The aorist stem iS~cxA-. There is only one A, in contrast to the present stem, which is ~CXAA-. Hence ~ciAAOO qualifies as a "difficult" verb. Its principal parts will accordingly be given in this lesson, the first in a series. These parts are best learned by memory. The is the augment. The rules for its formation are the same as for the imperfect. The endings are the same as those of the imperfect active indicative. The fact that e~CXAOY is the strong aorist and not the imperfect depends on recognition of the stem, as stated above. The meaning of the strong aorist indicative active is the same as for the weak aorist active. (Cf. above, Lesson 18, and Lesson 9 for the meaning of the active voice.)
f:~CXAOY TOY aYlipcx i~ <l>VACXK~Y. They threw the man into prison.

At times the endings of the first aorist are used with a second aorist stem with no difference in meaning. Thus the sentence given above, They threw the man into prison, can also be translated: f:~aAJ!Y TOV avlipa i~ <l>vAaK~Y. This use of first aorist endings with second aorist stems is most common in the indicative mood, but it is occasionally found in other moods. The endings of the second aorist are not found with the first aorist.

242

LESSON 43

In the other moods of the second aorist the present endings are used. Thus the aorist imperative active of ~ciAAUl is conjugated as follows (cf V 6, DV 22, VP 4):
Active Voice. Imperative Mood, Aorist Tense

Singular
2nd Person
~ciA-g

Plural
~ciA-gn:;

3rd Person

~<XA-~TUl

~<XA-~TUla<xv

The meaning of the aorist tense in the imperative mood has been presented in Lesson 19. For the meaning of the active voice cf. Lesson 9.
~<xMTUla<xv

rev dvlip<X d<; qmA<XKJ]v.

Let them throw the man into prison.


The aorist subjunctive active of ~ ciAAW is conjugated as follows (cf, V 6, DV 22, VP 4):
Active Voice, Subjunctive Mood, Aorist Tense

Singular 1st Person


2nd Person

Plural
~ciA-UlllgV ~ciA-~Tg ~ciA-UlOl(V)

MA-Ul
~ciA-D<; ~ciA-D

3rd Person

The meaning of the aorist tense in the subjunctive mood has been presented above, in Lesson 20. For the meaning of the active voice cf. Lesson 9. epxgTat Ill) ~ciAUlatV clthav d<; qmA<XKJ]v.

He comes so that they may not throw him into prison.


The aorist optative active of ~ciAAUl is conjugated as follows (cf. V 6, DV 22, VP 4):
Active Voice, Optative Mood, Aorist Tense

Singular
1st Person

Plural
~ciA-OtllgV ~ciA-OtTg ~ciA-OtgV

2nd Person 3rd Person

~ciA-Otllt ~ciA-Ot<; ~ciA-Ot

LESSON 43

243

The meaning of the aorist tense in the optative mood has been presented above, in Lesson 21. For the meaning of the active voice Lesson 9.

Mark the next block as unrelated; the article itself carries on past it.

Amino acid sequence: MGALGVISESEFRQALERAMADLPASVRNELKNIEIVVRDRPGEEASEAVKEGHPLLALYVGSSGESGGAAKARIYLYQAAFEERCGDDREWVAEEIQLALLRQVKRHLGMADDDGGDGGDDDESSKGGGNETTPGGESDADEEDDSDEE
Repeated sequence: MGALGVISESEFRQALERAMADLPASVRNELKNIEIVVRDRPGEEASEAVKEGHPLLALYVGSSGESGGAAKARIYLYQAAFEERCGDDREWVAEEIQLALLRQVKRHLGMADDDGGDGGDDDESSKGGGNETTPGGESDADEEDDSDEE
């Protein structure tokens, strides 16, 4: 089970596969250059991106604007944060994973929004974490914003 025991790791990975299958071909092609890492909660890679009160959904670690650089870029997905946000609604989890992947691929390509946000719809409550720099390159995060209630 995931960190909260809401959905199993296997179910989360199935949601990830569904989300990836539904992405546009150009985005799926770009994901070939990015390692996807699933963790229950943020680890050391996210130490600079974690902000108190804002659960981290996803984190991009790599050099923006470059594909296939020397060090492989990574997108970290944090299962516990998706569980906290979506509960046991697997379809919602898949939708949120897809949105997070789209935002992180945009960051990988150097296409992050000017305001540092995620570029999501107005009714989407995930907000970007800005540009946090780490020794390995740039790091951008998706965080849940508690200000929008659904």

cr.

Ill)

~ciAOtV

<Xurav gt<; qmA<XKJ]v.

May they not throw him in prison.


The aorist participle active of V 6, DV 22, VP 4, and Adj 7):
~ciAAUl

is declined as follows (cf

Active Voice, Participial Mood, Aorist Tense

Masculine
n

SIngular Feminine
~<XA-oila<x ~<XA-oila<x

Neuter
~ClA-6v ~<XA-6v ~ClA-6vTO<; ~<XA-6vn ~ClA-6v

v
g

d a

~<XA-05v ~<XA-05v ~aA-6VTO<; ~<XA-6vn ~ClA-6vTa

~<XA-ot5a~<; ~ClA-ot5aD ~<XA-ot5a<xv

Masculine

Plural Feminine
~<XA-oila<Xt ~ClA-oila<Xt ~<XA-otJa<ilv

Neuter
~aA-6vTa ~<XA-6vTa ~<XA-6vTUlV ~aA-OilOl(V) ~<XA-6vTa

n
v

~<XA-6vrg<; ~<XA-6vrg<;

g d a

~ClA-6vTUlV ~ClA-6vTa<;

~<XA-oilOl(V)

~ClA-ot5aClt<; ~<XA-ot5aCl<;

The meaning of the aorist tense in the participial mood has been presented above, in Lesson 22. For the meaning of the active voice cf. Lesson 9.
~ClA6vrg<;

CluTav etc qmAClKJ]v, epxovTat d<; TOU<; O'iKOtJ<;

exunov. Having thrown him in prison, they go into their houses.


The aorist infinitive active of ~ciAAUl is ~aA-glv. Cf. V 6, DV 22, VP 4). The meaning of the aorist tense in the infinitive mood has been presented above, in Lesson 22. For the meaning of the active voice cf. Lesson 22.

244

LESSON 43

I say that he threw them into prison.


The middle forms of the second aorist will be given in Lesson 44.

Difficult Verbs: f\llAAlll.


l3aAAoo, I throw, I hurl [V 6, DV 22, VP 1-4] AOOO l3aAAoo
Mt3:10

AOOOO l3aAw
Mt 13:50

gAVOa gl3aAo\l
Mt4:6

AiAvKa l3il3A 11 Ka
In 13:2

AiAVilaI 13 il3A'HWI
Mt8:6

SA0611\1 s13Ati611 \I
Mt5:13

In this introductory treatment of the "difficult verbs" the principal parts of AOOO are given go help make the transition from the regular to the irregular verbs. They will be given in the next two lessons as well. The references to New Testament texts are to occurrences of some fo~ of the "part" of the verb in question, either of the simple verb as grven here or of a compound verb based on the simple verb. The reference can be to any mood. . . T~e future o~ l3aA~oo follows the regular rules for liquids, which WIll be explamed m Lesson 48. The double A is proper to the present system; the strong aorist active and middle stems have only one A, as do the other stems. The a of the root is changed to 11 and inverted with the Ain the final three stems. The selection of "difficult verbs" in this grammar will be to some extent arbitrary. By intention more verbs are included than in most lists of "irregular verbs". The norm for selection will be facility for learning on the part of the student.

Rules for Accents 32.


The accent of the strong aorist active participle is on the last syllable of the masculine singular. The accent remains on this syllable throughout the declension of the masculine and neuter, and on 0~ second-last syllable in the feminine as well (except for the gemtive plural), even when the last syllable is short. Cf. above, Rules for Accent 12, Lesson 20. The strong aorist active infinitive has a circumflex on the final syllable.